Olszewski: I support the Trump tax cuts. They will be the greatest economic stimulus program Montana has ever experienced. An extimated $570 million will be returned to Montana every year. It’s our money.
Rosendale: President Trump’s tax cuts have meant bigger paychecks and more jobs for Montanans. The average Montanan will now see a $1,600 paycheck increase every year. Unlike Sen. Tester, I believe it’s a good thing when you have more money in your pocket. This is a win for Montana.
Do you support President Trump’s proposal to build a wall between the United States and Mexico? If so, how should it be financed?
Downing: Build the wall, stop illegal immigration, end sanctuary cities, support our law enforcement. Mexican meth is one of the biggest problems coming across our border and devastating local communities in Montana.
Fagg: I support secure borders. We need to know who is coming into our country. I support merit-based immigration reform. If immigrants are paying taxes, have a job, and contributing to our country, then give them a place at the back of the line to become citizens.
Olszewski: I support building the wall. We can finance it by selling all the unused and empty government buildings and real estate throughout the country. The proceeds will easily pay for the wall construction.
Rosendale: We are a nation of laws. It’s time we restore law and order to this country. We need to secure the border, build the wall, deport criminals and finally bring an end to sanctuary cities. Sen. Tester put the needs of illegal immigrants ahead of Montanans and it’s completely unacceptable.
What, if any, changes in federal gun laws do you support to curb gun violence?
Downing: I will always uphold, support and defend the Second Amendment and the U.S. Constitution. This is America. Everyone has a right to express their freedom of speech; however, we don’t need more gun regulations. We need to emphasize mental health more and ensure we enforce laws on the books.
Fagg: While I do not support changes in federal gun laws, I do support changes to improve our mental health system. By definition, criminals do not follow laws.
Olszewski: I support the federal government enforcing the gun laws on the books before any additional laws are created.
Rosendale: I will always defend our right to keep and bear arms. The Constitution is crystal clear, “shall not be infringed.” Understanding this is now more important than ever because our Montana way of life is under assault. With me, our Second Amendment Rights will never be up for negotiation!
Do you support President Trump’s import tariffs? If a trade war breaks out, are you concerned that some countries could impose tariffs on U.S. agriculture?
Downing: The president is negotiating with other countries from a position of strength. Not folding or apologizing like President Obama did. We haven’t seen the final deal, and I am confident that President Trump will negotiate the best deal possible for our ranchers and farmers.
Fagg: No. Montana exports 80 percent of our agriculture products out of state and 50 percent out of country. I support our president but I will always put Montana first.
Olszewski: Tariffs are important tools that should be used carefully to protect our country’s economic interests. We should always be concerned when tariffs are threatened or used. There are always consequences to their use.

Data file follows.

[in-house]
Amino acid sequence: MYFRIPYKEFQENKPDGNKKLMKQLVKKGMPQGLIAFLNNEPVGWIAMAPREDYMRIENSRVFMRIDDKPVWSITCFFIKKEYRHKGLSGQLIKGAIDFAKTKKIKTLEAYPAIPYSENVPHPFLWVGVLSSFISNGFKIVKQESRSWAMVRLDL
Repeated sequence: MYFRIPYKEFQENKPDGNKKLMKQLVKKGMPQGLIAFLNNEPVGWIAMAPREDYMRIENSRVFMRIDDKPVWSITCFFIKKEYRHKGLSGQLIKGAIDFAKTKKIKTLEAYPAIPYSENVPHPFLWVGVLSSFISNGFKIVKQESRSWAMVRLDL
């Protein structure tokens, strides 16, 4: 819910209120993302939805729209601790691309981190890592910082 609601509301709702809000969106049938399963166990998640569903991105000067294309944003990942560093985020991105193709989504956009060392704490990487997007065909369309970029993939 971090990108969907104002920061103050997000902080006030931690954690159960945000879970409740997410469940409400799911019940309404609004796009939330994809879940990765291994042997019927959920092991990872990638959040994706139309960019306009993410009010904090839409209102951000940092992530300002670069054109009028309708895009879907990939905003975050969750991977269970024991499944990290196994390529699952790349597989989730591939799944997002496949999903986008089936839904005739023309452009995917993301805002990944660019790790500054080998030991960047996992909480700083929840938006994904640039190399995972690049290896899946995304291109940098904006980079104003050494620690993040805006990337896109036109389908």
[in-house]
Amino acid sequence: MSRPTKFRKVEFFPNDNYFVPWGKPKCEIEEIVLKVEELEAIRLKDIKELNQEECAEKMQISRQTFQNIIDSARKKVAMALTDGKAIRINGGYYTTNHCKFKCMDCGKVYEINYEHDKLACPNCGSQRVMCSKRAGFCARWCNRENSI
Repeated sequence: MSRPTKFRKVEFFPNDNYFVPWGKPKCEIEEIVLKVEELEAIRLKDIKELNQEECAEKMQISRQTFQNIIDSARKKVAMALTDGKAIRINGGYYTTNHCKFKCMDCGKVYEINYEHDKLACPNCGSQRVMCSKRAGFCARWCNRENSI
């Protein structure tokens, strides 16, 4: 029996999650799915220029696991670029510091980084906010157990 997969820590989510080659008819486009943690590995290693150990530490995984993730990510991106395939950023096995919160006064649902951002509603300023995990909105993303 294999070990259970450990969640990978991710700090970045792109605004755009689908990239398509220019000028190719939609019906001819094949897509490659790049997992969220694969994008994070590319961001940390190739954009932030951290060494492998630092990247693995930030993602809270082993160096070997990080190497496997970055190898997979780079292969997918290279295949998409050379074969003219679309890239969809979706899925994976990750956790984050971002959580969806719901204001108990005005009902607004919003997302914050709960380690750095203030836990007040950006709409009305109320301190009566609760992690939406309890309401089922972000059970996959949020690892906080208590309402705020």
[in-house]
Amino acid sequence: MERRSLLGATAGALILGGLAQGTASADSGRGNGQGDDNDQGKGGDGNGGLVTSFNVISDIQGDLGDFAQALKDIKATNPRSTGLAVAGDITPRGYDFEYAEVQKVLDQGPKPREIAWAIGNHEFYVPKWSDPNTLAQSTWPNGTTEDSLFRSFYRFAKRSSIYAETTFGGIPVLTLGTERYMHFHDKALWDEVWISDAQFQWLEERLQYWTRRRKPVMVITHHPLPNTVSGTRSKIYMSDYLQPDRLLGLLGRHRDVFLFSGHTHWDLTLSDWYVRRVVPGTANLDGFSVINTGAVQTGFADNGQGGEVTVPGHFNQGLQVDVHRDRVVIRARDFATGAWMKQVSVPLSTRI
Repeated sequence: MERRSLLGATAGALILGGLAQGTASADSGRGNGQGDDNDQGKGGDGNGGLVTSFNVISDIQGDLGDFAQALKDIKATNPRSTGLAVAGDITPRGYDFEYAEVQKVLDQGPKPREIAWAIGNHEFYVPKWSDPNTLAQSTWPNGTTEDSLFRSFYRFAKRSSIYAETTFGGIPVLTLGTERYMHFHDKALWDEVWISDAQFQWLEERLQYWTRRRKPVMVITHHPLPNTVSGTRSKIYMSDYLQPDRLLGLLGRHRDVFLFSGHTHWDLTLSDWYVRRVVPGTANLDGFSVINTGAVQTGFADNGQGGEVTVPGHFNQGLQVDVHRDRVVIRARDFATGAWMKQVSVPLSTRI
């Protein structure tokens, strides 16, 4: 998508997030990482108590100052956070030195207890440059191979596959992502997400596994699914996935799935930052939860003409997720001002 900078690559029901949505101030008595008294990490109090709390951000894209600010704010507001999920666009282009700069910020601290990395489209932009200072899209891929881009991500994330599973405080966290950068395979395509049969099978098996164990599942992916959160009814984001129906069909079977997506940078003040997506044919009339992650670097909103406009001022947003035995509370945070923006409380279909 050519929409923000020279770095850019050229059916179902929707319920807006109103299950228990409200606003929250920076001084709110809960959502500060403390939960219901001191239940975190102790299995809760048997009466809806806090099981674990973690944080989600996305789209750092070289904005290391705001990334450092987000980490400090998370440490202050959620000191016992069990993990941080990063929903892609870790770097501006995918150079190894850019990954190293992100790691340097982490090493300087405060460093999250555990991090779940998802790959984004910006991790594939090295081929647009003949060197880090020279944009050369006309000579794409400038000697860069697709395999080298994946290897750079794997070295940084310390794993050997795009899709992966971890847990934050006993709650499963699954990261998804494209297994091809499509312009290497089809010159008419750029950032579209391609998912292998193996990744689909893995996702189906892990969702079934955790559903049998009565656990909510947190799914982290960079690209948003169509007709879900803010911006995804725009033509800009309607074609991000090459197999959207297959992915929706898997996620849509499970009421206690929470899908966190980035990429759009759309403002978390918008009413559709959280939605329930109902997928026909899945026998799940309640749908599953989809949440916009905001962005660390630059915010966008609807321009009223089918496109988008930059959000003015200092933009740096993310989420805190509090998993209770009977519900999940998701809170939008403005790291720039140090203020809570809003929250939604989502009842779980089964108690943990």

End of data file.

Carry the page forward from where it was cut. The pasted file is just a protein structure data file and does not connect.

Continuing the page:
Rosendale: The president is an expert negotiator who is starting these negotiations from a position of strength. I applaud President Trump for having the courage to stand up to China. We have every right to demand a better trade deal — a fair trade deal — that benefits our workers and our country.
What, if anything, should be done to address the issue of climate change?
Downing: The climate is changing but the conversation and research is still happening as to why and what to do about that. We need to continue to have that conversation yet support and not over-regulate critical industries that provide good-paying jobs like coal, timber production and agriculture.
Fagg: People should voluntarily do what they desire to have less of a carbon footprint.
Olszewski: We should be good stewards of our world. We should always look to reduce, reuse and recycle as we consume resources. We should always leave our environment better than the way we found it.
Rosendale: I firmly believe we can develop our natural resources and protect our environment. But, unlike Jon Tester, I’m not going to jeopardize thousands of Montana jobs and give us higher electricity prices by supporting disastrous Obama-era environmental policies that will devastate our energy-producing communities.
Why do you think you are the best Republican primary candidate to defeat the incumbent Democratic senator in the 2018 general election?
Downing: I am running for U.S. Senate to defeat Jon Tester and support President Trump’s America First policies. I am the only candidate running who is a combat veteran and businessman who has created jobs in multiple industries. I am NOT a career politician. I will serve the people of Montana.
Fagg: I am a fourth-generation Montanan who does not need to defend being from Maryland or California. I was a District Judge for 22 years who does not have to defend moving to Montana to start my political career. I have Montana roots, Montana endorsements and the Montana grassroots support needed to win.
Olszewski: I am the best candidate to hold Jon Tester accountable for his voting record, and I am able to offer Montanans a better plan on how to fix our broken government.
Rosendale: I’ve reduced spending and regulations. I defended our gun and property rights and fought to protect life. As state auditor, I cut operating costs by 23 per cent and refused a pay increase. I serve exactly as I campaign. I’ll do the same as your next U.S. senator, because I mean business.
This piece was originally published on The Montana Free Press.